Inv


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Inv

1. See: Inventory.

2. See: Investor.

3. See: Invoice.
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References in periodicals archive ?
Let [A.sub.INV] and [B.sub.INV] be two INVS of the universe.
Then the INVS [A.sub.INV] and [B.sub.INV] are equal, where 1 [less than or equal to] n [less than or equal to] m
Then the INVS [A.sub.INV] are included by [B.sub.INV] denoted by [A.sub.INV] [subset not equal to] [B.sub.INV], where 1 [less than or equal to] n [less than or equal to] m.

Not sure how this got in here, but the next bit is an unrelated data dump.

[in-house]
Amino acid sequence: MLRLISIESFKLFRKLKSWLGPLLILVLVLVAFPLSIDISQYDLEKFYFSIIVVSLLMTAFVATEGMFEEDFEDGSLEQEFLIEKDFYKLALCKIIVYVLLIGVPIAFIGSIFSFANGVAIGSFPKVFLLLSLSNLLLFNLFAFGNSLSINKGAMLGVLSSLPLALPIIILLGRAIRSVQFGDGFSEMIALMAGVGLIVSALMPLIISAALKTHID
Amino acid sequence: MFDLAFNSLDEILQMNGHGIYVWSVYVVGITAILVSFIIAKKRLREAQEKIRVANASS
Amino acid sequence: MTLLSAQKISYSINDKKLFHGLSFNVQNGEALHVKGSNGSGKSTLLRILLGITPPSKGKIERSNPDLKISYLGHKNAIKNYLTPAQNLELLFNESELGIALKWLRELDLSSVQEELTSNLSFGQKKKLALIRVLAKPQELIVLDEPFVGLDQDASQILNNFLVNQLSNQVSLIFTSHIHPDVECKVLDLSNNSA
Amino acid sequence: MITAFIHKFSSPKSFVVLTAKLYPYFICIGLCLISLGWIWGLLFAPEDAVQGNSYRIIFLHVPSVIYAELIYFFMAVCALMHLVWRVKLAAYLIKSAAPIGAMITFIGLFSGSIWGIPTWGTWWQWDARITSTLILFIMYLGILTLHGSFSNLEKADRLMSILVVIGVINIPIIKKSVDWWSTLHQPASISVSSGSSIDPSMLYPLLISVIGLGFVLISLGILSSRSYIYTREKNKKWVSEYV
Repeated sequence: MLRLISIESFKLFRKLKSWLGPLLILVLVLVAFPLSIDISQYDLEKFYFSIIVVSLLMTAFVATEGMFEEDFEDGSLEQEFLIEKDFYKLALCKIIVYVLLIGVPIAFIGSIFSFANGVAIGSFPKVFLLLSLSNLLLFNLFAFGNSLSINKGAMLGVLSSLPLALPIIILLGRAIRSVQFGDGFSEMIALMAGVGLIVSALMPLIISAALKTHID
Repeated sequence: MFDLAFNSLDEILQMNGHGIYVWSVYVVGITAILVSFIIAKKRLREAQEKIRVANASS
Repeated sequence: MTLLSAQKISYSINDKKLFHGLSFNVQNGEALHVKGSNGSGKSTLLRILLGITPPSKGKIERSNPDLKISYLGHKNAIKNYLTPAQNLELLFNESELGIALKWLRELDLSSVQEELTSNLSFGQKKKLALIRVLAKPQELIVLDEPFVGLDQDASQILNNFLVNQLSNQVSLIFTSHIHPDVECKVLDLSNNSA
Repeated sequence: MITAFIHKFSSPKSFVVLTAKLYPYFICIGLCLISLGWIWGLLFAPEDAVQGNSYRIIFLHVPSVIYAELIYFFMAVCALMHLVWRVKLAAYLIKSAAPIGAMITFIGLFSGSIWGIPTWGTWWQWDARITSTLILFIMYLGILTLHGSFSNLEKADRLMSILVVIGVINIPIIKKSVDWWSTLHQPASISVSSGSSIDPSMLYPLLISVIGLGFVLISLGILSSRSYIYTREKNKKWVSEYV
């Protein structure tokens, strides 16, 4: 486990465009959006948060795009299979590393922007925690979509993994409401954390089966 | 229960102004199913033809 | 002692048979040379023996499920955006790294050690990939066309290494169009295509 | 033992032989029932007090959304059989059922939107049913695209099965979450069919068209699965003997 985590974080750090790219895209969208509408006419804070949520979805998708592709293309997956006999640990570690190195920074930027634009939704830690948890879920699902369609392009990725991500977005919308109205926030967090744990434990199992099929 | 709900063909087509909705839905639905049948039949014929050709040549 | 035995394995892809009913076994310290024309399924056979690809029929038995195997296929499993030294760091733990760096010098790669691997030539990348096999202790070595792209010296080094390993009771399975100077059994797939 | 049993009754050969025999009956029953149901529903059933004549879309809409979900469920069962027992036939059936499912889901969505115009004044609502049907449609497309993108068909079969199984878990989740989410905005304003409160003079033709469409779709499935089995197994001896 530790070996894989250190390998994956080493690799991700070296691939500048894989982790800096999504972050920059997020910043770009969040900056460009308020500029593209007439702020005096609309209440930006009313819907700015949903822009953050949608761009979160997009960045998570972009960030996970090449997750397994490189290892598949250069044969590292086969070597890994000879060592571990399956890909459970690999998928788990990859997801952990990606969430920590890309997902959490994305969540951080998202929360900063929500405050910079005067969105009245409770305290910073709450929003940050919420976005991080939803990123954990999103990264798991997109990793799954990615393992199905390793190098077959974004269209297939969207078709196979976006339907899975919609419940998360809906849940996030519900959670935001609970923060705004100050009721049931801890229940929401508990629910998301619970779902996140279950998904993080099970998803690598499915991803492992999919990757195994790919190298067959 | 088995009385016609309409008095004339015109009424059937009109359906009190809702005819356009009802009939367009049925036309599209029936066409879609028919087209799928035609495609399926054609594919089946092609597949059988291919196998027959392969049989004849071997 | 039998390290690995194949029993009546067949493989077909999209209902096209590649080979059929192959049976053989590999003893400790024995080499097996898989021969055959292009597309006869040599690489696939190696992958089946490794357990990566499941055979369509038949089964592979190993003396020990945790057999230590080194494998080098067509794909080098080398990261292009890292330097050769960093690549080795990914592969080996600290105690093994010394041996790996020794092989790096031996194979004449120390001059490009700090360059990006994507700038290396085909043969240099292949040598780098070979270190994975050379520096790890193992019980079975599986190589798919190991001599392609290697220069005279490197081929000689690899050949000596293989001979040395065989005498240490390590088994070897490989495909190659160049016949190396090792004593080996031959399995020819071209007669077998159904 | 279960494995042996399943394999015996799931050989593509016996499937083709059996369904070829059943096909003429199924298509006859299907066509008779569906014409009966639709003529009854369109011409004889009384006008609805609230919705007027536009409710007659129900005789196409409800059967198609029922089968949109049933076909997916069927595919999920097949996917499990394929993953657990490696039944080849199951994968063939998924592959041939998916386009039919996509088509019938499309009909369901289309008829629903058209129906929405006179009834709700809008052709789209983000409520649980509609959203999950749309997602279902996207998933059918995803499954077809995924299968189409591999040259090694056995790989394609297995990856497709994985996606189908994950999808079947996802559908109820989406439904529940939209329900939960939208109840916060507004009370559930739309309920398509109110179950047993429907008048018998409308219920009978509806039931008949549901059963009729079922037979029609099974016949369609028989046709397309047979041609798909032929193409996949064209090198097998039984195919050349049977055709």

The union of two INVS [A.sub.INV] and [B.sub.INV] is a INVS [C.sub.INV], written as [C.sub.INV] = [A.sub.INV] [union] [A.sub.INV] is defined as follows:
The intersection of two INVS [A.sub.INV] and [B.sub.INV] is a INVS [C.sub.INV], written as [D.sub.INV] = [A.sub.INV] [intersection] [B.sub.INV], is defined as below:
Consider that there are two INVS [A.sub.INV] and [B.sub.INV] consist of E = {[e.sub.1], [e.sub.2], [e.sub.3]} defined as follows:
Proposition 3.1 Let [A.sub.INV] and [B.sub.INV] be two INVS in X.
Proposition 3.2 Let [A.sub.INV], [B.sub.INV] and [C.sub.INV] be three INVS over the common universe X.